ST. GEORGE — Shortly before the homecoming football game at Desert Hills High School began, a white GMC Sierra truck with an extended cab and the “JCap” logo on it rolled up and parked just outside of the school’s football field.
The truck had originally been meant for Jared “JCap” Caplin, a YouTube gaming influencer who made it a goal to entertain and inspire others through his videos. Jared Caplin was a regular at large gaming events – most notably those related to the Call of Duty franchise – since 2016. Sadly, he unexpectedly died at the age of 22 on Jan. 15, 2020, two days before the truck with his logo on the sides arrived at his family’s home in St. George.
Alan Caplin, Jared’s father, stepped out of the GMC and pressed a button on a key fob that caused the entire passenger side of the extended cab to rise up like a hatchback door. A moment later, a platform that had been built to carry Jared Caplin’s motorized wheelchair slowly swung out of the cab and lowered to the ground.
Jared Caplin had muscular dystrophy and was confined to a wheelchair at an early age. Despite this, he became an esports athlete and social media influencer who hoped to inspire others to chase their dreams no matter their limitations.
“I just want to make people happy – no matter what,” was a goal of Jared Caplin’s that his father now seeks to continue through the nonprofit, JCap’s Foundation for Disabilities.
That’s where the JCap truck comes in.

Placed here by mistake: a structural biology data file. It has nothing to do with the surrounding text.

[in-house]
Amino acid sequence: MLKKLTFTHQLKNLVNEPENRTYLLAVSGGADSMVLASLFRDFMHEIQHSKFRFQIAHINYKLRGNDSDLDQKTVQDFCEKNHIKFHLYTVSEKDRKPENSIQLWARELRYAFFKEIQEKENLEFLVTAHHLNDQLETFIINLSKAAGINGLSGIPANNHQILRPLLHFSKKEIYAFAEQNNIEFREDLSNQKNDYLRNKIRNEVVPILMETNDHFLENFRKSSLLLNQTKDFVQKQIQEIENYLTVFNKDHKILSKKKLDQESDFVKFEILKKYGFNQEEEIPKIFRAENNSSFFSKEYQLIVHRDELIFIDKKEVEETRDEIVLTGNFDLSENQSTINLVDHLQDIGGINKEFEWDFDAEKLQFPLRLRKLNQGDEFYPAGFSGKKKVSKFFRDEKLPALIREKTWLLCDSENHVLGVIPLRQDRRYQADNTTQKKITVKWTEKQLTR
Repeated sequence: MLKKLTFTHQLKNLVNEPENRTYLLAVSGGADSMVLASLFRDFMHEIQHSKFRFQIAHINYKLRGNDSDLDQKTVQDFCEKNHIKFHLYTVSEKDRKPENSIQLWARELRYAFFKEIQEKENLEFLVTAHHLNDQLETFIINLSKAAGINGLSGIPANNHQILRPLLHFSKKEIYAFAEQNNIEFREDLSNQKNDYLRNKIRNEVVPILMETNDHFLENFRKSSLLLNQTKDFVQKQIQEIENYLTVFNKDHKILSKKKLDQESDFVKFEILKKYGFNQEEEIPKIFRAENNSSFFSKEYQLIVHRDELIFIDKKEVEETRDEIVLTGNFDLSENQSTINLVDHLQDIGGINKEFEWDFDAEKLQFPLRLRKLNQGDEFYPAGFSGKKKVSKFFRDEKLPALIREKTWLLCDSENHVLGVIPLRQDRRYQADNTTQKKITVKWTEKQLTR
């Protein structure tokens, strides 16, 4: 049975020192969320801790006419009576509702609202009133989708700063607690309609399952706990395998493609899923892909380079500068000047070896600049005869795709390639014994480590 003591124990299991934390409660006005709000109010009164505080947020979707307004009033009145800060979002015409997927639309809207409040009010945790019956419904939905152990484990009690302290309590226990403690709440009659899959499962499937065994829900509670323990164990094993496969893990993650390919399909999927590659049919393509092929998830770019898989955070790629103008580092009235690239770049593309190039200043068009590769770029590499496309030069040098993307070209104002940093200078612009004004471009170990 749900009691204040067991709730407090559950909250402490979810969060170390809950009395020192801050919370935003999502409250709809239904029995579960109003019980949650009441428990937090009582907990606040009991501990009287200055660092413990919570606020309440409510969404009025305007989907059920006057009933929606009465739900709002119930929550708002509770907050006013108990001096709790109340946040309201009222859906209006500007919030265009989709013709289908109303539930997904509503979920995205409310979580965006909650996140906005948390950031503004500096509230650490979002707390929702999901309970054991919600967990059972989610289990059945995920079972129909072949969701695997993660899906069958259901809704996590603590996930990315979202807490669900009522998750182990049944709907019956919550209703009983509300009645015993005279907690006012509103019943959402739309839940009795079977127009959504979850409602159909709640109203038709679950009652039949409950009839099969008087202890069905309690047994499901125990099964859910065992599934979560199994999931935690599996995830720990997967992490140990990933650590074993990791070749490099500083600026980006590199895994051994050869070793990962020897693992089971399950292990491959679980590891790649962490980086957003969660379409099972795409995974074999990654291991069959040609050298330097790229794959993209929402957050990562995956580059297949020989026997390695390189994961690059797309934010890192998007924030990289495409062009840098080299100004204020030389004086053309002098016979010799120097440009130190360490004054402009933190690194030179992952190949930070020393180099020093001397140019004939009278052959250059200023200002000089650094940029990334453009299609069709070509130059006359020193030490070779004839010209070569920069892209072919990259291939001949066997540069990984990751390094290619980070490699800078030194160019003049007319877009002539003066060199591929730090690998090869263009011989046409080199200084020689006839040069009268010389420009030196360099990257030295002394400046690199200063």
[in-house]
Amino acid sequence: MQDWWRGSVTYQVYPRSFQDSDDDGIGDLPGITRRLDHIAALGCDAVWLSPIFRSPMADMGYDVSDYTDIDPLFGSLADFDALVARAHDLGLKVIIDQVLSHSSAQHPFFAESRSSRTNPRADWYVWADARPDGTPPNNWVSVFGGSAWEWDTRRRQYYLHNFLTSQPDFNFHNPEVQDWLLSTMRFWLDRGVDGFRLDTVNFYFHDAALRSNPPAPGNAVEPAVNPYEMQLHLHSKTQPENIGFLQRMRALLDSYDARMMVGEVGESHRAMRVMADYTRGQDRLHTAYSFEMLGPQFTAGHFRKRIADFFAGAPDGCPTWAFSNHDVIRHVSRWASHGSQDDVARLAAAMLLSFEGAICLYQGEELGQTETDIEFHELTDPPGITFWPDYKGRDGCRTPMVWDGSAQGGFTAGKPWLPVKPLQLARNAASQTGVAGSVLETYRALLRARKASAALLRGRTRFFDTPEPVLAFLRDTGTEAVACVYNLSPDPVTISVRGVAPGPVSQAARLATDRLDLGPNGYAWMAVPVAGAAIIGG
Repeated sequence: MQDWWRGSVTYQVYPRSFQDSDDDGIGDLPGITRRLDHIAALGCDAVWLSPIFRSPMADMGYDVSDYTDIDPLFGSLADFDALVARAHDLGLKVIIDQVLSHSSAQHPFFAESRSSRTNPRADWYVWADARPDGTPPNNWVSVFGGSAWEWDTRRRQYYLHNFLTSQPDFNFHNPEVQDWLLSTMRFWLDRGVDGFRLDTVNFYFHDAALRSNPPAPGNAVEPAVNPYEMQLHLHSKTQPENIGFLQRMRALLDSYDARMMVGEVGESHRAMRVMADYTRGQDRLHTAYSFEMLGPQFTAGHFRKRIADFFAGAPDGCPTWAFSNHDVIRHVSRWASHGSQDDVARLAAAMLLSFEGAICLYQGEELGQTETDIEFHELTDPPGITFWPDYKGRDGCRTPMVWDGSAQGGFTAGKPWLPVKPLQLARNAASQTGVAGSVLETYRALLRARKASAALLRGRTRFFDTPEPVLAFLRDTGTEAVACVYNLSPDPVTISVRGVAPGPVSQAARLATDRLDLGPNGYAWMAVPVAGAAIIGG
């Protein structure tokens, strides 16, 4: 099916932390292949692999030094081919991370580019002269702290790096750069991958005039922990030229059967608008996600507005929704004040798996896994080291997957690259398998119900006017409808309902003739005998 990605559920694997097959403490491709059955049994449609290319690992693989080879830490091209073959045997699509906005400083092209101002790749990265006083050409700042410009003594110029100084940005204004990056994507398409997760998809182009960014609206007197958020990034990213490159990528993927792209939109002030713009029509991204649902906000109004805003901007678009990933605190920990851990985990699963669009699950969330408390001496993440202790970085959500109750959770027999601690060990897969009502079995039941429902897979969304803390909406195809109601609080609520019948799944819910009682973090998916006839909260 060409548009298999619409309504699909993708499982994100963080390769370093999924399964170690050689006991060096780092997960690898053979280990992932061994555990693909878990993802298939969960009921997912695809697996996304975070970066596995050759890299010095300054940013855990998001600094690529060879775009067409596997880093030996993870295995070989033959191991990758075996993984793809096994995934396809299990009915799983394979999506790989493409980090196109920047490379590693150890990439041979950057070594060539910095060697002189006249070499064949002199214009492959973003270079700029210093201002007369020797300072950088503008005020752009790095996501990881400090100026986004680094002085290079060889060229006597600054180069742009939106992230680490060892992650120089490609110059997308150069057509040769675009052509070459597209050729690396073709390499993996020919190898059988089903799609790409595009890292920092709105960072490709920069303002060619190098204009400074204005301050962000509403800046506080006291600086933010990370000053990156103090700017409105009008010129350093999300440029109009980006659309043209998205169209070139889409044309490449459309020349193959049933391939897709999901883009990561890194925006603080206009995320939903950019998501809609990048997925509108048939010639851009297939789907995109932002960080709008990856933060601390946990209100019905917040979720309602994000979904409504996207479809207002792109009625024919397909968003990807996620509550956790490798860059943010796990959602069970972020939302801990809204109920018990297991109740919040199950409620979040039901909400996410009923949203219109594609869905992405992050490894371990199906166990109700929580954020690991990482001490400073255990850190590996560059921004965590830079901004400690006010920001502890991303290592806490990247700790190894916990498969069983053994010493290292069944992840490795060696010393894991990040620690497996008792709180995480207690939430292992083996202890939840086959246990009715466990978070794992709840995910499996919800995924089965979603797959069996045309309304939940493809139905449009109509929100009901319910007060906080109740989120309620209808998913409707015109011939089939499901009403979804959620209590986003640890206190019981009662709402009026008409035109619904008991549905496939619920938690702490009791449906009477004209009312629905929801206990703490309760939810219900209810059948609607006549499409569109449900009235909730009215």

“We’re using this truck like an Uber service” for kids with disabilities, Alan Caplin told passersby who were curious about the truck.
The service, JCap’s Legacy Limo Service, is described as upscale transportation for children and teens with disabilities offering free rides to and from school and other activities – like Desert Hills’ homecoming dance that was held the next day.
“Any kid in the (Washington County School District) who has a disability -we’ll give them a free trip to school or a dance or some kind of activity. It’s a free service,” Alan Caplin told Snow Canyon High Principal Kim Monkers, who attended the football game and also knew Jared Caplin personally.
“What a great way to honor that amazing kid,” Monkers said before she was given a chance to test the lift chair system built into the truck.
JCap’s Legacy Limo Service had its first run the following day as it took students with specials needs and their dates to the homecoming dance at Desert Hills High.
“Anything we can do to make today the best day in a kid’s life,” Alan Caplin said.
Jared Caplin never got to experience the truck himself. The truck had been in Indiana being outfitted with the lift system and was running months behind. It finally arrived at the Caplins’ home in St. George on Jan. 17, two days after Jared death.
“It was kind of a hollow feeling when Jared passed away on the 15th of January and the truck got delivered on the 17th of January,” Alan Caplin said. “The first time we used it was at his funeral.”
Jared Caplin’s casket was transported in the back of the truck to the Tonaquint Cemetery where he was laid to rest.
“I didn’t want to give it away. I didn’t want to sell it,” Alan Caplin said of the truck. “It’s a great reminder to me of the legacy that Jared had created just by the spirit that he carried.”
In addition to the free transportation, those who use the service will get to have their stories told through “JCap’s Corner,” which will appear over the JCap’s Foundation social media channels and other online mediums.
“My fear is there are a lot of kids who may not have the same opportunity to get some recognition, and I want to have a way to bring some light into their lives,” Alan Caplin said.
Other projects Jap’s Foundation is involved in include creating a scholarship program, developing a community specifically designed to cater to families with special needs, working with a gaming company to build customized gaming controllers for people with disabilities as well as other pursuits.
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